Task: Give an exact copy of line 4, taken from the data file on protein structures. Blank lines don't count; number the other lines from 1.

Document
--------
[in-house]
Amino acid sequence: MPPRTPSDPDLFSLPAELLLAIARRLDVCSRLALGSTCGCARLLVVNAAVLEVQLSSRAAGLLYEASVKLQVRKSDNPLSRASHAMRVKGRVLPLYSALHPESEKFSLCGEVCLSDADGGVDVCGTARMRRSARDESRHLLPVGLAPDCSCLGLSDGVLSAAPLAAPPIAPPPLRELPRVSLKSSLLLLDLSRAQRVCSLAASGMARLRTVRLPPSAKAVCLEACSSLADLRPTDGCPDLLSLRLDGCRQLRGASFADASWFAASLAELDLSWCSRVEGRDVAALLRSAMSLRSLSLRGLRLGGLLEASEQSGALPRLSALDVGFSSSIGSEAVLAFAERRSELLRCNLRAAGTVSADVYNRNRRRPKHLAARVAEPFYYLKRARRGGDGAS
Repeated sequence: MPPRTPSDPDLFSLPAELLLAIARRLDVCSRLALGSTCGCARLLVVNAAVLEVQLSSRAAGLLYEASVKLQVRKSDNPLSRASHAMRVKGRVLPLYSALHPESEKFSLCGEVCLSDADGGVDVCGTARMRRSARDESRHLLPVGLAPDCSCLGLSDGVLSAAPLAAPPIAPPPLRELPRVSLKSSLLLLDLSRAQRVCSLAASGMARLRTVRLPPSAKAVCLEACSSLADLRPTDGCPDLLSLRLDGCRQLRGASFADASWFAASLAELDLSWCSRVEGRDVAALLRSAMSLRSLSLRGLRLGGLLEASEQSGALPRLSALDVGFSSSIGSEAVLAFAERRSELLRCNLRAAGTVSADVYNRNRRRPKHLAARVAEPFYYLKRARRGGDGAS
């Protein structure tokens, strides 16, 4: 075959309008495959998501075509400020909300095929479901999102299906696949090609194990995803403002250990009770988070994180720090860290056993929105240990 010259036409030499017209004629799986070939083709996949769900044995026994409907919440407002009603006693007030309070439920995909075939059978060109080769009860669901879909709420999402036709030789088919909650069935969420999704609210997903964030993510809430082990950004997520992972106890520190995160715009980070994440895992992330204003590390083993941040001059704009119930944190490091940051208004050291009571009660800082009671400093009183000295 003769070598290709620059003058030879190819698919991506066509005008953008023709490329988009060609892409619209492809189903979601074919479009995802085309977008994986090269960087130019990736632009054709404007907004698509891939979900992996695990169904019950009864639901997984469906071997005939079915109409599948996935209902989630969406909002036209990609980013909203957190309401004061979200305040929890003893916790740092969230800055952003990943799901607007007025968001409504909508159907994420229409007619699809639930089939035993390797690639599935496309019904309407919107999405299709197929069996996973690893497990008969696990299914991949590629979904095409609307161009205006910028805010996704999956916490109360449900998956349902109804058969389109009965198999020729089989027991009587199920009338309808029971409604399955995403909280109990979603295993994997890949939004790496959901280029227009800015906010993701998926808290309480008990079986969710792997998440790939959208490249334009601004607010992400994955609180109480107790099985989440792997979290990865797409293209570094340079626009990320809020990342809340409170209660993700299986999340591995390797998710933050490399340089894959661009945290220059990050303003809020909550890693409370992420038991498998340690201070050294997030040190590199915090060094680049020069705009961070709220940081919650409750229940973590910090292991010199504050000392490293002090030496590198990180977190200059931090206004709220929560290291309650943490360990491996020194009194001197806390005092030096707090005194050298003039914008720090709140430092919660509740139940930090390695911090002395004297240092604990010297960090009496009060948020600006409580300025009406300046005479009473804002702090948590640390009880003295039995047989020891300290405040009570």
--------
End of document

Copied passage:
């Protein structure tokens, strides 16, 4: 075959309008495959998501075509400020909300095929479901999102299906696949090609194990995803403002250990009770988070994180720090860290056993929105240990 010259036409030499017209004629799986070939083709996949769900044995026994409907919440407002009603006693007030309070439920995909075939059978060109080769009860669901879909709420999402036709030789088919909650069935969420999704609210997903964030993510809430082990950004997520992972106890520190995160715009980070994440895992992330204003590390083993941040001059704009119930944190490091940051208004050291009571009660800082009671400093009183000295 003769070598290709620059003058030879190819698919991506066509005008953008023709490329988009060609892409619209492809189903979601074919479009995802085309977008994986090269960087130019990736632009054709404007907004698509891939979900992996695990169904019950009864639901997984469906071997005939079915109409599948996935209902989630969406909002036209990609980013909203957190309401004061979200305040929890003893916790740092969230800055952003990943799901607007007025968001409504909508159907994420229409007619699809639930089939035993390797690639599935496309019904309407919107999405299709197929069996996973690893497990008969696990299914991949590629979904095409609307161009205006910028805010996704999956916490109360449900998956349902109804058969389109009965198999020729089989027991009587199920009338309808029971409604399955995403909280109990979603295993994997890949939004790496959901280029227009800015906010993701998926808290309480008990079986969710792997998440790939959208490249334009601004607010992400994955609180109480107790099985989440792997979290990865797409293209570094340079626009990320809020990342809340409170209660993700299986999340591995390797998710933050490399340089894959661009945290220059990050303003809020909550890693409370992420038991498998340690201070050294997030040190590199915090060094680049020069705009961070709220940081919650409750229940973590910090292991010199504050000392490293002090030496590198990180977190200059931090206004709220929560290291309650943490360990491996020194009194001197806390005092030096707090005194050298003039914008720090709140430092919660509740139940930090390695911090002395004297240092604990010297960090009496009060948020600006409580300025009406300046005479009473804002702090948590640390009880003295039995047989020891300290405040009570």